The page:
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Here's an example from the Murphy's grammar textbook:

"I have to get up early tomorrow. I have a lot to do."

So my question is: shouldn't it be "I WILL HAVE to get up early tomorrow." because of "tomorrow"?

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    You could say that, too. But you don't need to because "tomorrow" already indicates the future, so the "will" is in some sense redundant. (We don't use the present tense for past time this way, but we can use the present tense for future time.) – Peter Shor Apr 15 '16 at 14:50
  • As your example demonstrates, will is not a marker of future tense in English. – snailcar Mar 9 '17 at 21:05
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I would suggest you are probably currently in the condition of having a lot to do tomorrow as the tasks have likely already been allocated. However, saying you "will have a lot to do" implies you aren't already in the condition of having a lot to do tomorrow, which probably isn't the case.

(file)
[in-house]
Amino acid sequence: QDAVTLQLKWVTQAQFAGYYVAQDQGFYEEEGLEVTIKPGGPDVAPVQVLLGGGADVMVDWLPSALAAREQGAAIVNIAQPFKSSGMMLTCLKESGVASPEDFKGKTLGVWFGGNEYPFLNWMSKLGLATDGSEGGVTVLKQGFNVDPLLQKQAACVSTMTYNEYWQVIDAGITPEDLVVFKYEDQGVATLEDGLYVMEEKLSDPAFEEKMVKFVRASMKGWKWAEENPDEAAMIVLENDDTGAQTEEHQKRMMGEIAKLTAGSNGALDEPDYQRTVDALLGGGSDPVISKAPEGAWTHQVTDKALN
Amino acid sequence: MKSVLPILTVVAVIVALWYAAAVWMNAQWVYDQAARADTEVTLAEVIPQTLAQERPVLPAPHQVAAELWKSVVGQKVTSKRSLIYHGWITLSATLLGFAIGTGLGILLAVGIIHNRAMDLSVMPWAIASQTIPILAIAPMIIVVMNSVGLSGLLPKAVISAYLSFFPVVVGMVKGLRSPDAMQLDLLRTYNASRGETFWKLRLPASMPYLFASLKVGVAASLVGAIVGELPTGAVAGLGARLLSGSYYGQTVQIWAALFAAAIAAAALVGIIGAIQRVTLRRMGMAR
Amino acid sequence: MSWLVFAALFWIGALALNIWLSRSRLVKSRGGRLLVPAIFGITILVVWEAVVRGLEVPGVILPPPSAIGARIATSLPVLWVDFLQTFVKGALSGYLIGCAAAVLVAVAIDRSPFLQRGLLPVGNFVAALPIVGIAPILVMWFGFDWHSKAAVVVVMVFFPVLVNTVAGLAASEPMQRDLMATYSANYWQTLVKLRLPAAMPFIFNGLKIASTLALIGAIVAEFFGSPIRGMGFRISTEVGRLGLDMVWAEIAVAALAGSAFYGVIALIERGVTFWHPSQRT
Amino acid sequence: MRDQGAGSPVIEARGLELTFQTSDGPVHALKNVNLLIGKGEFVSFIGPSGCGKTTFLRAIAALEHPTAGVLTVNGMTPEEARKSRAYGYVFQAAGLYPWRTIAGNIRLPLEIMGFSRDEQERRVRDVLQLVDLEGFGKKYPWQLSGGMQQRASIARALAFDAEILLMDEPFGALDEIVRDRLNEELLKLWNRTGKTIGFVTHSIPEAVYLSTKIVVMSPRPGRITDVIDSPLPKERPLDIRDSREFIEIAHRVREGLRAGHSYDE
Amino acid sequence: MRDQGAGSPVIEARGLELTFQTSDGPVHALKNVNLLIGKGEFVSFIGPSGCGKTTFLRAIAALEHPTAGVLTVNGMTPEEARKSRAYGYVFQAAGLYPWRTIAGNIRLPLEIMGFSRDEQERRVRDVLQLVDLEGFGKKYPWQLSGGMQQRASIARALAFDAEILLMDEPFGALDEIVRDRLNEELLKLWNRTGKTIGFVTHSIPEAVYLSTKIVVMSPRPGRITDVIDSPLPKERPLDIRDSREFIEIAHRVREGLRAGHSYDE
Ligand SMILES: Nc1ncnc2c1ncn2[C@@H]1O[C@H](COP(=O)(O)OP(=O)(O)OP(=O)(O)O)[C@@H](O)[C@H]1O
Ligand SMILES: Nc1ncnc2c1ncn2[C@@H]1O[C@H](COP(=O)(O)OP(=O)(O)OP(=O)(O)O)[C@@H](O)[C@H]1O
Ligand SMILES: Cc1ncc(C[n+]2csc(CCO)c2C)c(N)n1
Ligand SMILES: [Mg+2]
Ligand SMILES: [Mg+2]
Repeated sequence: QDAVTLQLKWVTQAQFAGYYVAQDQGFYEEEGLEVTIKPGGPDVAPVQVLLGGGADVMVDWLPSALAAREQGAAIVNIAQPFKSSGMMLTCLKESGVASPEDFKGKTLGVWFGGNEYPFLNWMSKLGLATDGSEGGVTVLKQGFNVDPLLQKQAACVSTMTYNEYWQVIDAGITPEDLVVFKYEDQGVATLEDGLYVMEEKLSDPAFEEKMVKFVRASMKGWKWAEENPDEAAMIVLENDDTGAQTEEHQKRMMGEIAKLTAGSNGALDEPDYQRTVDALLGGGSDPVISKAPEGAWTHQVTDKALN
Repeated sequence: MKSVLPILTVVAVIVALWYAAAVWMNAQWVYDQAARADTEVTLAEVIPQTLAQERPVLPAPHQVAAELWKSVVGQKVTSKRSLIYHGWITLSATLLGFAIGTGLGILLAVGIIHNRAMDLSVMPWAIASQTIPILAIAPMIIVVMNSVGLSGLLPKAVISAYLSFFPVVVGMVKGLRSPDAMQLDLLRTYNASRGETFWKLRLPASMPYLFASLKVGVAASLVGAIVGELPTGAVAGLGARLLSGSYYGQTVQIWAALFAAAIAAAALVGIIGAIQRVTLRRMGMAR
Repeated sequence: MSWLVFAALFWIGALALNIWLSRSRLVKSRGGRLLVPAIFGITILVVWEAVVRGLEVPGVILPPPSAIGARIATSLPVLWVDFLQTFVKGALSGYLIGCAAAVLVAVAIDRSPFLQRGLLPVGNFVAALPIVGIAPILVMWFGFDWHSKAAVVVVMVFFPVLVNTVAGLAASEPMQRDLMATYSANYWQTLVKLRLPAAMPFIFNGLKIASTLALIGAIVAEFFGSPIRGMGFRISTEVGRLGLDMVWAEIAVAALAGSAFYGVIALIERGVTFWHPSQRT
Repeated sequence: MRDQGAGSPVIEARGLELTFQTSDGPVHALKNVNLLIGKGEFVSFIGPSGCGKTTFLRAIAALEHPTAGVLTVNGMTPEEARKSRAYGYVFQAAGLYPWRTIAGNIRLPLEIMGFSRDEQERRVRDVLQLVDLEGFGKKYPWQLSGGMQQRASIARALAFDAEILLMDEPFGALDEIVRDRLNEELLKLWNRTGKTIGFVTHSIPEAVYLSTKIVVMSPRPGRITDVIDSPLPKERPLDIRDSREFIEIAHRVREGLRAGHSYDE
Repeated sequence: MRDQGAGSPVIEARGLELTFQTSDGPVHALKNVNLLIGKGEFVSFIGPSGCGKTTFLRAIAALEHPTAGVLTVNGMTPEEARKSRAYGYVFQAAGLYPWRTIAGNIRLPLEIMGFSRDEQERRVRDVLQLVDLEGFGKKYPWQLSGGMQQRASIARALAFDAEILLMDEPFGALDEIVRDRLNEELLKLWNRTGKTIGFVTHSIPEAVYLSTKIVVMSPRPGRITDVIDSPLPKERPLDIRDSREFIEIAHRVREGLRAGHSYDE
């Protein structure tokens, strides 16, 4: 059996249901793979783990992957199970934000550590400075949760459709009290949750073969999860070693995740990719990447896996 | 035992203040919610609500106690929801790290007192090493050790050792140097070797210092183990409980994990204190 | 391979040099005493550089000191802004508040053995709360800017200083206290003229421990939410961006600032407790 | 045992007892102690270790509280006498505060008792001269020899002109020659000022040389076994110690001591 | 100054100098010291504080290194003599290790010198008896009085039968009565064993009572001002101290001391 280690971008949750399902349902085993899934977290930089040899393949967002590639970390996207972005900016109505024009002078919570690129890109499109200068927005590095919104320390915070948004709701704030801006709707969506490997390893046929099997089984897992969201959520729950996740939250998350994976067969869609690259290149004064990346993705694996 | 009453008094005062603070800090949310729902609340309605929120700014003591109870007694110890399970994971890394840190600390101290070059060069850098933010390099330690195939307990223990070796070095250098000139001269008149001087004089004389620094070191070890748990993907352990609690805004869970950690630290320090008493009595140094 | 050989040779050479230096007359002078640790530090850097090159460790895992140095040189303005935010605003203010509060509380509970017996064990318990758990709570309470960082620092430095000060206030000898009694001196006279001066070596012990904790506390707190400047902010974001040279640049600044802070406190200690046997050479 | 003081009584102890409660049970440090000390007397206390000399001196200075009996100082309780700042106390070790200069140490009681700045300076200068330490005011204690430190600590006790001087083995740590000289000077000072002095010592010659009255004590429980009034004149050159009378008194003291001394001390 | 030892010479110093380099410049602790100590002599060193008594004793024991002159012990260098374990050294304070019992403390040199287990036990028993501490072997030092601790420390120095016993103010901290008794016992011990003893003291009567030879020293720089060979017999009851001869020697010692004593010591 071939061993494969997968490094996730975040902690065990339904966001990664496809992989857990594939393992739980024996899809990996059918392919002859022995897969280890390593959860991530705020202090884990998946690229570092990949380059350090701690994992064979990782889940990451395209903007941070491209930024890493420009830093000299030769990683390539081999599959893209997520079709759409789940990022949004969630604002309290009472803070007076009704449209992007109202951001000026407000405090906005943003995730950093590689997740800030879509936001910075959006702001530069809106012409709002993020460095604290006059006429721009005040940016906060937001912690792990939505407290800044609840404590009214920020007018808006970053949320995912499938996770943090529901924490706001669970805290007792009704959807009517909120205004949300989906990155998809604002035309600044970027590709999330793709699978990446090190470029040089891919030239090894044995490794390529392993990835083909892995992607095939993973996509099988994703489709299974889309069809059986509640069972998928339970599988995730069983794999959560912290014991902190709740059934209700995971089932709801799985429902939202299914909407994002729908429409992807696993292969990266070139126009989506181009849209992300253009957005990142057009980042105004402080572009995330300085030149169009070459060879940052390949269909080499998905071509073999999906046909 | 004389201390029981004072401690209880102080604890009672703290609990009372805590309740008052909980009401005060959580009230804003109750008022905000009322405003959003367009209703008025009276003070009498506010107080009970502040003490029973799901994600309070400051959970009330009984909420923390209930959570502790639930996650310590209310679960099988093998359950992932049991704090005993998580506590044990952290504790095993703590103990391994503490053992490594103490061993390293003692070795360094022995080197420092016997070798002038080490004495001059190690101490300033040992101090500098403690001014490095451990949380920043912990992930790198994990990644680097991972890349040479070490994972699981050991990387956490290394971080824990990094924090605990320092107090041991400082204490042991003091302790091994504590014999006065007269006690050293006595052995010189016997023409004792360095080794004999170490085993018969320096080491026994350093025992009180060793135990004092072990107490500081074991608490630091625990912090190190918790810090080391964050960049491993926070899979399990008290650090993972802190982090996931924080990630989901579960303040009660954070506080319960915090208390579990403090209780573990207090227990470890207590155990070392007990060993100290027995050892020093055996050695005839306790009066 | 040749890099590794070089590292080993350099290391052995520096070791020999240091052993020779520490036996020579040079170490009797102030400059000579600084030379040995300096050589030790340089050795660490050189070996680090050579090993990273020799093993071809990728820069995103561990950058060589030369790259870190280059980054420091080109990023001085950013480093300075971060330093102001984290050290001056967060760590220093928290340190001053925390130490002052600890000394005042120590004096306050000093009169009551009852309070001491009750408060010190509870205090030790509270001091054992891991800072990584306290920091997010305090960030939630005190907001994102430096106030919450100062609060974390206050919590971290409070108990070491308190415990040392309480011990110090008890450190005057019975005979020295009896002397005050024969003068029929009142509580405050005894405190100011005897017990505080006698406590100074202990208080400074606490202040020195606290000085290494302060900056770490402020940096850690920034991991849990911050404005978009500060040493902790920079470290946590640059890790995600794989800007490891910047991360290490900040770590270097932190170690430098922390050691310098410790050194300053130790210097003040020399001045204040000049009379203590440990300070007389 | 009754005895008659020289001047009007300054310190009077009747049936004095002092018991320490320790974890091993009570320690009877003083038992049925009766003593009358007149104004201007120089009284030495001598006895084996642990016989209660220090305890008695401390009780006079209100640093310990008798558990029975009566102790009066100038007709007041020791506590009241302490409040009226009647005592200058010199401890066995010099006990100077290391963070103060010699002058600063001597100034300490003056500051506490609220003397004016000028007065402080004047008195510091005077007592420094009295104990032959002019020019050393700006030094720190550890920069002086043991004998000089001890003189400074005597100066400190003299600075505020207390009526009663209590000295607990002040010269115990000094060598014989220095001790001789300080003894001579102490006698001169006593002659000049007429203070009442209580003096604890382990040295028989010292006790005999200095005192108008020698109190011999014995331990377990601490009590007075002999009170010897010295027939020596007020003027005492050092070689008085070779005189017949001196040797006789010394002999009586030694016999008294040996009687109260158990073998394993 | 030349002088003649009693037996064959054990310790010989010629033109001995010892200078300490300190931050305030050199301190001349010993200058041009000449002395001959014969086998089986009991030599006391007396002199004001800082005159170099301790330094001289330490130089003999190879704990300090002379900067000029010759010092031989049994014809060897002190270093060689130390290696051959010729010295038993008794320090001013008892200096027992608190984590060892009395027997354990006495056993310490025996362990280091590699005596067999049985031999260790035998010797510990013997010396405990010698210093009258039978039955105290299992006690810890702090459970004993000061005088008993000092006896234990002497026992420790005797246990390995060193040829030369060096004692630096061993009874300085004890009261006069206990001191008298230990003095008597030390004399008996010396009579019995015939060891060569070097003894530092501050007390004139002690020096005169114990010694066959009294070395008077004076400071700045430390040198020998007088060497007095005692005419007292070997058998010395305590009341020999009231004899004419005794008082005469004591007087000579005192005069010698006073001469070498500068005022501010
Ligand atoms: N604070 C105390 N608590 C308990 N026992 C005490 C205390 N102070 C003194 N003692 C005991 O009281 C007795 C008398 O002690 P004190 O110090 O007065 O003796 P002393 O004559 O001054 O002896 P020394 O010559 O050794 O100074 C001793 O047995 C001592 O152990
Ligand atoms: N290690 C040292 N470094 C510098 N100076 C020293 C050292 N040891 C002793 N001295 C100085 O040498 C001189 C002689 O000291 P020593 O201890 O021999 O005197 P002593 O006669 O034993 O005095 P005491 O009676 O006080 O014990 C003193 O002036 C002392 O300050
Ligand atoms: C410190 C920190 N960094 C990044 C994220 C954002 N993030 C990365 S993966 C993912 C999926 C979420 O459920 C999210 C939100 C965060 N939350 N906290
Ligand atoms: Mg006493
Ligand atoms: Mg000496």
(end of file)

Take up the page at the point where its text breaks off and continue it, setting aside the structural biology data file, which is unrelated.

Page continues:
You might say "I have to get up early tomorrow. I will have a lot to do." if were referring to tasks you know will be allocated, but which haven't been allotted just yet.

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